What becomes a legend most? In television, at least, the answer is clear: a bigger and better sequel. By the time all 14 hours of ABC’s lavish production of Roots II unreel this week, the follow-up to the highest-rated show ever will have made more than just TV history. Author Alex Haley’s genealogy will be more imprinted in the national consciousness than the family trees of the Adamses, the Roosevelts or the Kennedys.
As producer Stan Margulies grandly stated it, “We’re king of the mountain.” Roots: The Next Generations was budgeted at $16.6 million, nearly three times the cost of the original. Some $2 million went to re-create Haley’s hometown of Henning, Tenn. in Placerita Canyon outside of L.A.—the most expensive TV set ever. Perhaps of greater import, there was a largely black crew, unprecedented both in numbers and in key assignments like director of photography. And in the new episodes, instead of casting TV names like Ed Asner, Ralph Waite and Chuck Connors as Roots’ malevolent whites, Roots II draws on big-screen eminences like Henry Fonda and Olivia de Havilland. Everyone from Olympic star Rafer Johnson to pianist Bobby Short and football’s Anthony Davis got bits to play. But the biggest plum of all was landing Hollywood’s leading character actor, Marlon Brando, in his TV debut as American Nazi Party satrap George Lincoln Rockwell (whom journalist Haley interviewed for Playboy in 1966).
One Roots tradition, though, remains intact. With the exception of James Earl Jones, who plays Alex himself, the roles of Haley’s forebears have gone to a troupe of talented but little-known black actors, many from Chicago and New York. The only holdovers from the original cast are Georg Stanford Brown (who this time also directed a segment) and Lynne Moody as Haley’s great-grandparents. The other featured actors, all blacks 30 or under, are the newcomers who make the follow-up Roots II a breakthrough comparable to the original.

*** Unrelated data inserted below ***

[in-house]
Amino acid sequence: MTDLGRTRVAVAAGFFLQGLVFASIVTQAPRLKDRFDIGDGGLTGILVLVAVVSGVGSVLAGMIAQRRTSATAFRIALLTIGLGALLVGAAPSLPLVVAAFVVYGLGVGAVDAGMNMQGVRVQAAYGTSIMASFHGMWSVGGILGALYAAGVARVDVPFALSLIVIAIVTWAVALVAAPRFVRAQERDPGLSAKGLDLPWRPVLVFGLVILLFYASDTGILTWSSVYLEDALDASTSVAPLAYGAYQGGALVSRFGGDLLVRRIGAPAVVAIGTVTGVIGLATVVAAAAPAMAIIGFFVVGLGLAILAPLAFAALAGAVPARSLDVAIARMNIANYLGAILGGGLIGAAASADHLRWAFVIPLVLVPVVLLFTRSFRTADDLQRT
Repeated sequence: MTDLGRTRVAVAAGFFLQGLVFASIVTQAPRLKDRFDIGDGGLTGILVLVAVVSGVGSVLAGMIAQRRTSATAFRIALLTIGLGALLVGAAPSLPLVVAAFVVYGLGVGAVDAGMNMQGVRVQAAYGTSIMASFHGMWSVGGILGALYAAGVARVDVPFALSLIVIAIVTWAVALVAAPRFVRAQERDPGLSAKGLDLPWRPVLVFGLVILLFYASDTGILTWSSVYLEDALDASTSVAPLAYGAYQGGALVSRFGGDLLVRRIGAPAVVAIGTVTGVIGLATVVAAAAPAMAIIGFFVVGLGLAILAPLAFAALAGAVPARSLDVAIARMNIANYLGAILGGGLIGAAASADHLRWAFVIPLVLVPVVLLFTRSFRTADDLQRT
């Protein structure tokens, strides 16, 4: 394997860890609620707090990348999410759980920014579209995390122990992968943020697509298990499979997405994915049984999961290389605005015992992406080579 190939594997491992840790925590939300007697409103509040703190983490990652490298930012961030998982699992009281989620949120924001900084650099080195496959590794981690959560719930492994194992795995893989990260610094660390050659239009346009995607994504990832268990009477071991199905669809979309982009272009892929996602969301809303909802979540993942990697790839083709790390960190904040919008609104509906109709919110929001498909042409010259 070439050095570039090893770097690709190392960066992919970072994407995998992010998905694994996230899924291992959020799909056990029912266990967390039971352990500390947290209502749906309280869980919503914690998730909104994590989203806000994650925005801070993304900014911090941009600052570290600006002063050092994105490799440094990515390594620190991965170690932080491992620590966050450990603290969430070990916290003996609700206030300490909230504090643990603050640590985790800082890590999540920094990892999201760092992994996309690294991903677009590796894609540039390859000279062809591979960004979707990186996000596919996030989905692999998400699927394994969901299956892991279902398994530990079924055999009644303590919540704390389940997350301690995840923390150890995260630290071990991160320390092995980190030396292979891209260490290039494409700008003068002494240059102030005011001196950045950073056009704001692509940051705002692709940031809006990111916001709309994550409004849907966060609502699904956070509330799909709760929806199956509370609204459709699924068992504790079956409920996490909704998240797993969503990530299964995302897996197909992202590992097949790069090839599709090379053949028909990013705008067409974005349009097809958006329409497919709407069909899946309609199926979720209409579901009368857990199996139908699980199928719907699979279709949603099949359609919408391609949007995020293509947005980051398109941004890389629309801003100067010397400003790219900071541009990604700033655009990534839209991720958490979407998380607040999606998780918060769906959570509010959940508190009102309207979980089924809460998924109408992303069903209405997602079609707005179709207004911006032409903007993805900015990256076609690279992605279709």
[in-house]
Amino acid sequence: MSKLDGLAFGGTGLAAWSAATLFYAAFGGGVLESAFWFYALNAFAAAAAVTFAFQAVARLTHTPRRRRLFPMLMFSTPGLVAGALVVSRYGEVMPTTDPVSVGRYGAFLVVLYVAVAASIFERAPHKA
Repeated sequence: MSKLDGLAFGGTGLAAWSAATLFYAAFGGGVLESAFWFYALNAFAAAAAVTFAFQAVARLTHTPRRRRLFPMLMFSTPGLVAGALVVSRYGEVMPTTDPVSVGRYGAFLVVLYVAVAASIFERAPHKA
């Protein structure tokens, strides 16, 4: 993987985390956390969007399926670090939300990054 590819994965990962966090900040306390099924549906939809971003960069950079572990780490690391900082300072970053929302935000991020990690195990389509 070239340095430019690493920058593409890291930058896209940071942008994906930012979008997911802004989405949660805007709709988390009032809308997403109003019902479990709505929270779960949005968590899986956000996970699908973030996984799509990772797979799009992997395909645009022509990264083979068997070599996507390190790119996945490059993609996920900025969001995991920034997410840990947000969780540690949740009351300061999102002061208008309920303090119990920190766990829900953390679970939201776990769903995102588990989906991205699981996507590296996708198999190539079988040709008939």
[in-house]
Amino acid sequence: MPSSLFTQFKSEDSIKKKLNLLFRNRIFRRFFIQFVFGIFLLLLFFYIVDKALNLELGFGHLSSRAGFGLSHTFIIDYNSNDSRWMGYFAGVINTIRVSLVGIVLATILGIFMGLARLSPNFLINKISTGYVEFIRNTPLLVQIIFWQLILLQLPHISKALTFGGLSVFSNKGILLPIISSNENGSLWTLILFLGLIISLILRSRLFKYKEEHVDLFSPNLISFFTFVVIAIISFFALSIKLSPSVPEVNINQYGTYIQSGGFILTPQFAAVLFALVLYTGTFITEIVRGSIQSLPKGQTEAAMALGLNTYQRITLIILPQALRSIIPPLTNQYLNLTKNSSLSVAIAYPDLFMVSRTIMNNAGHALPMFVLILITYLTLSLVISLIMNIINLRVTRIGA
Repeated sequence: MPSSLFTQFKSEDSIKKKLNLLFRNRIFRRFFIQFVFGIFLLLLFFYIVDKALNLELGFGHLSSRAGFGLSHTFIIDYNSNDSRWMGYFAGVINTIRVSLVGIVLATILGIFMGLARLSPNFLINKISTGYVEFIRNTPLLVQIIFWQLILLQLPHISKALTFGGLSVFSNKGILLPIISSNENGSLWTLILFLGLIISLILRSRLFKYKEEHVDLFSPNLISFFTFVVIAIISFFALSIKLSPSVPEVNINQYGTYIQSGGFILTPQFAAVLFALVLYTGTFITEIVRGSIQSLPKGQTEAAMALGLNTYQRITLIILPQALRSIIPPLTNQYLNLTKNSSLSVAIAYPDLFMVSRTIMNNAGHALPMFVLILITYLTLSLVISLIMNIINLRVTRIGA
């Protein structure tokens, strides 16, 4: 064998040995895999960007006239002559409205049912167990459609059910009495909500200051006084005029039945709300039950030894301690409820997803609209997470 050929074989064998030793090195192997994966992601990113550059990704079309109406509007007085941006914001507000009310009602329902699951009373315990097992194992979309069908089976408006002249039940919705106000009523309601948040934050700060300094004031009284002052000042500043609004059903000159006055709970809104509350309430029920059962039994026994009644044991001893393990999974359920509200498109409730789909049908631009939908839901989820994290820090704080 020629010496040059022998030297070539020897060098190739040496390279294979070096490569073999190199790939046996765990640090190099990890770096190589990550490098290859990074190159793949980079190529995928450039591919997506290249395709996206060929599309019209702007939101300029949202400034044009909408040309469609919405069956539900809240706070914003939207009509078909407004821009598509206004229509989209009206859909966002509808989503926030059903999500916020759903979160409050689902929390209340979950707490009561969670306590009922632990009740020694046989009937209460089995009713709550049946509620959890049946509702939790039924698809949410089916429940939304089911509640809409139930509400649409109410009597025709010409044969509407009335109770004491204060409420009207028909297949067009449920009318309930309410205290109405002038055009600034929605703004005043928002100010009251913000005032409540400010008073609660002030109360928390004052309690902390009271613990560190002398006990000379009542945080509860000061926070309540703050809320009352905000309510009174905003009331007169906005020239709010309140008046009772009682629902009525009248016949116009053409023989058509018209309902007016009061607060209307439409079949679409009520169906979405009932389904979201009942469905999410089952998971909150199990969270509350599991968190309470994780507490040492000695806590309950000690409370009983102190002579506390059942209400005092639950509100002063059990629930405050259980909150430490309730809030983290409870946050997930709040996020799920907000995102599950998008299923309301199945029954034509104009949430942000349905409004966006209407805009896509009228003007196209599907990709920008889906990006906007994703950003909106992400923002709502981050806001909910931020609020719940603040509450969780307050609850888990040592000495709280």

Haley’s parents, for example, are played by Dorian Harewood, 28, and Irene Cara, 19, who had met earlier when they were in an unnoticed movie musical, Sparkle. At first they were awed by working with the illustrious likes of Ossie Davis and Ruby Dee. “These people are at the top of their field,” marvels Harewood. “They don’t tear down other actors; they help them. And here I am cast as James Earl Jones’ father!” According to Bever-Leigh Banfield, 22, who once understudied six parts on Broadway (in For Colored Girls Who Have Considered Suicide When the Rainbow Is Enuf), “Georg Stanford Brown and Lynne Moody brought the vibes from Roots to us. Everybody in that production felt absolute commitment to do their absolute best.”
Banfield and Stan Shaw, 26, played Haley’s grandparents, Will and Cynthia Palmer. Shaw auditioned so convincingly as an older man that casting director Reuben Cannon instinctively leaped up to help him back to his seat. Stan later was the sole Roots actor to make the pilgrimage to Henning to steep himself in the local ambience. What he found, not surprisingly, was a commercialized town with plans for “Chicken George” takeout fried-chicken emporiums. But visiting old-timers and the town cemetery was, he notes, “an enlightening experience.”
The charter Chicken George, Ben Vereen, declined a chance to return, and the part was inherited by veteran actor Avon (Porgy and Bess) Long. LeVar Burton, the original young Kunta Kinte, reportedly wanted a salary equal to Henry Fonda’s $10,000 per day for the cameo of an African whom Haley encounters in Kinte’s native Juffure. LeVar didn’t get it. Roots fans Fonda and de Havilland, though, were eager for the sequel. Fonda read the scripts “and flipped out. They were the best I’d read in years in any medium.” Olivia de Havilland was intrigued to play a 19th-century woman forbidden to touch or even see her mixed-blood grandson in a role that ironically echoes her 1939 performance as Melanie Wilkes in Gone With the Wind.
But the biggest casting coup was Brando. Marlon actually cajoled comedian Dick Gregory into calling Haley for him and asking for the part, any part as long as it was villainous. “You’re known for your jokes,” a disbelieving Haley replied to Gregory. The only thing laughable, however, was the fee Brando was willing to accept. “He can make more than $1 million a week doing a movie,” Stan Margulies points out, “so what he made on Roots II was like working for scale by Marlon’s standards.”